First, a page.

As world leaders met this week at Glasgow for COP26, real-life data such as cold weather and increasing sea ice hints at the falseness of their faux climate crises.
Residents of Delhi, for instance, are bracing for another cold winter after the country’s meteorological department forecasted below-normal temperatures for November. In fact, a string of exceptionally cold winters for the Indian capital has contradicted continual media predictions of unusual global warming — a dichotomy repeating regionally around the world.
When I moved to Delhi in 2019, I was greeted by a colder winter than even the typically frigid weather for that season there. People with lower incomes did not have heaters in their homes. Some resorted to street-side fires of wood and rubbish burned in a pile. I assumed that the cold was an anomaly, but the cold continued, and harsh winter temperatures would come back to haunt the residents in 2020 and appear to be returning in 2021.
The winter of 2020-2021 recorded some of the lowest temperatures, even breaking 100-year records for cold. This year (2021-2022) will be the third consecutive cold year for the city of 30 million people. The Indian Meteorological Department has informed that most of the country’s 1.3 billion people will experience cold winter conditions owing to the La Niña conditions in the Pacific.
The severe cold is not exclusive to Delhi. Many places, including those regions of climatological importance like the Antarctic, have experienced cold or normal winters in recent years.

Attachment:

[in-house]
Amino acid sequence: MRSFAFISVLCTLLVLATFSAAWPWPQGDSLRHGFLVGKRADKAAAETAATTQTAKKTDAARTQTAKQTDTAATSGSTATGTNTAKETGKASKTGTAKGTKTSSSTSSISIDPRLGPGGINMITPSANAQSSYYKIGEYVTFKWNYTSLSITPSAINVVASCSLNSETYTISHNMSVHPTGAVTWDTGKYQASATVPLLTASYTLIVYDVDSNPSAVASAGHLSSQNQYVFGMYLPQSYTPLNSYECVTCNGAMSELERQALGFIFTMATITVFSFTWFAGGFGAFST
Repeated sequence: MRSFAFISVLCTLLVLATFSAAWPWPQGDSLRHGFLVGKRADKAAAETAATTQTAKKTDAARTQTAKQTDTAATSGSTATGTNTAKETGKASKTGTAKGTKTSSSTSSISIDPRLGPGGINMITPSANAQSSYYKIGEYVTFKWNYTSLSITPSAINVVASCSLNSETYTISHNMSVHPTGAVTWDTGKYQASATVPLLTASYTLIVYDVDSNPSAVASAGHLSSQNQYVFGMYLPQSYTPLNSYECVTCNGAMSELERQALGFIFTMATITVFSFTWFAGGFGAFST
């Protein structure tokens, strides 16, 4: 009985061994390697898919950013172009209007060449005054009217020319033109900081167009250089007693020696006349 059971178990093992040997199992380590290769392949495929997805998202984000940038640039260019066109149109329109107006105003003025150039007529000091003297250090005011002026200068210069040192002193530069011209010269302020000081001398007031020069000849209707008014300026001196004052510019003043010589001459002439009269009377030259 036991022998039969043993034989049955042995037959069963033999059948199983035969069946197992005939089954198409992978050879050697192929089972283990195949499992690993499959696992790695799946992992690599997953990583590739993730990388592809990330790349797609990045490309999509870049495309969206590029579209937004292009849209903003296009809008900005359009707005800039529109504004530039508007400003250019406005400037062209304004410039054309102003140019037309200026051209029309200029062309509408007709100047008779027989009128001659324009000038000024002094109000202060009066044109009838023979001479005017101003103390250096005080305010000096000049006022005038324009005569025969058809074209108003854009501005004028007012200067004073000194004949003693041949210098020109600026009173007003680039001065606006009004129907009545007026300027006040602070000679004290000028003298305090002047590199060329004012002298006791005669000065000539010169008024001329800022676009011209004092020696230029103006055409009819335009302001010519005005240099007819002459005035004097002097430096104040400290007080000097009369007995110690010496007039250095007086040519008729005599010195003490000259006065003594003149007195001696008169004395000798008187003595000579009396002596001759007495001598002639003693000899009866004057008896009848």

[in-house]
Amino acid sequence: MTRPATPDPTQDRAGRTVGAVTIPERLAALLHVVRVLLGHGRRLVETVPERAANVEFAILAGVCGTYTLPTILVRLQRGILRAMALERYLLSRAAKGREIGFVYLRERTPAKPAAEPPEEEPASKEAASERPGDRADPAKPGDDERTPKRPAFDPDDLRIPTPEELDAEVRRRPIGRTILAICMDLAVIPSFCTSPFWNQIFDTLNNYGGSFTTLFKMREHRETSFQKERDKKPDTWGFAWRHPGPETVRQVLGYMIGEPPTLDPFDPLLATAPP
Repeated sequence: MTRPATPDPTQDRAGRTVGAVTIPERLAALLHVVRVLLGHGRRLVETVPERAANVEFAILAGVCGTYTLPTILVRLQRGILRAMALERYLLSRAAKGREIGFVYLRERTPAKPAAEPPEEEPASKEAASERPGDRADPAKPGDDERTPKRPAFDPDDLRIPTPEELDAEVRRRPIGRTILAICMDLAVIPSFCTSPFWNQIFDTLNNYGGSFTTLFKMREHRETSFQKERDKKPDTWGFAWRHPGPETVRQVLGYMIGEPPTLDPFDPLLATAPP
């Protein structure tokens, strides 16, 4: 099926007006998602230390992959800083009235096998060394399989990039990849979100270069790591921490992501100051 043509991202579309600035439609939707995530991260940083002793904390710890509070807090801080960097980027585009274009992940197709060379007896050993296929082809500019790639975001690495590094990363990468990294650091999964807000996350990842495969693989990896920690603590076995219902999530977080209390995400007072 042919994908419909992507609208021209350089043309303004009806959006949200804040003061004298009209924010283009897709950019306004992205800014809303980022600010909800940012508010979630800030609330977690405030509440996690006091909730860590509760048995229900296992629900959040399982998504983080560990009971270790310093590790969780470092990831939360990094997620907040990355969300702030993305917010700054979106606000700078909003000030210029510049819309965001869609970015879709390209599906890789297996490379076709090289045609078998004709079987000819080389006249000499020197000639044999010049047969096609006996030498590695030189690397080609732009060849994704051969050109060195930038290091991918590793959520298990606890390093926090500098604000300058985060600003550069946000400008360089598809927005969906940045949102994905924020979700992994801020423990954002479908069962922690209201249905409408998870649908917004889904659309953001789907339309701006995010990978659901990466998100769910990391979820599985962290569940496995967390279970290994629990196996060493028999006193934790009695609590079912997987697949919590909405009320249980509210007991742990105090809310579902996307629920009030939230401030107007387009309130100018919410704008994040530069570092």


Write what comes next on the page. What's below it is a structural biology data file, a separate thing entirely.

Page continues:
Antarctica has been unusually cold in 2021. It comes as a major surprise for climate alarmists prophesizing about more heat at the poles that will cause unprecedented sea-level rise across the world. However, their predictions have met the brute reality of colder-than-normal conditions.
CNN reported, “For the entire Antarctic continent, the winter of 2021 was the second-coldest on record, with the temperature for June, July, and August 3.4 degrees Celsius (6.1 degrees Fahrenheit) lower than the 1981 to 2010 average at -62.9 degrees Celsius (-81.2 degrees Fahrenheit).”
At the North Pole, the extent of Arctic sea ice since mid-August has been higher than in 2020 and 2012. This reiterates the fact that warming and ice accumulation do not follow the alarmist narrative which predicted the ice-less Arctic in the previous decade.
Greenland continues to show good ice mass gain in 2021-2022 after recording historically high ice-mass gains during some periods of the 2021 summer. Data from Japan Meteorological Association demonstrate that September temperatures in Iceland and Greenland show no warming in the recent two decades.
Countries in the Northern Hemisphere, too, have had their share of record cold during the past three years. In fact, this November, a severe cold front is expected to plunge temperatures across the U.S. Electroverse reports, “A meridional jet stream flow is set to plunge frigid polar cold into the majority of North America over the next two weeks — into all but six U.S. states.”
Despite the world being increasingly at the risk of extreme cold weather and the poles showing no signs of unusual melting, the green lobby and politicians have managed to advance their climate-doomsday agenda with the help of naive media.
However, at some point, the reality of heating bills, increasing sea ice and other data will raise the eyebrows of a sufficient number of the masses to relegate predictions of a climate apocalypse to the dustbin of hoaxes revealed. The foolishness of the COP26 attendees is unfolding before the eyes of billions.
• Vijay Jayaraj is a Research Associate at the CO2 Coalition, Arlington, Va., and holds a Master’s degree in environmental sciences from the University of East Anglia, England. He resides in Bengaluru, India.
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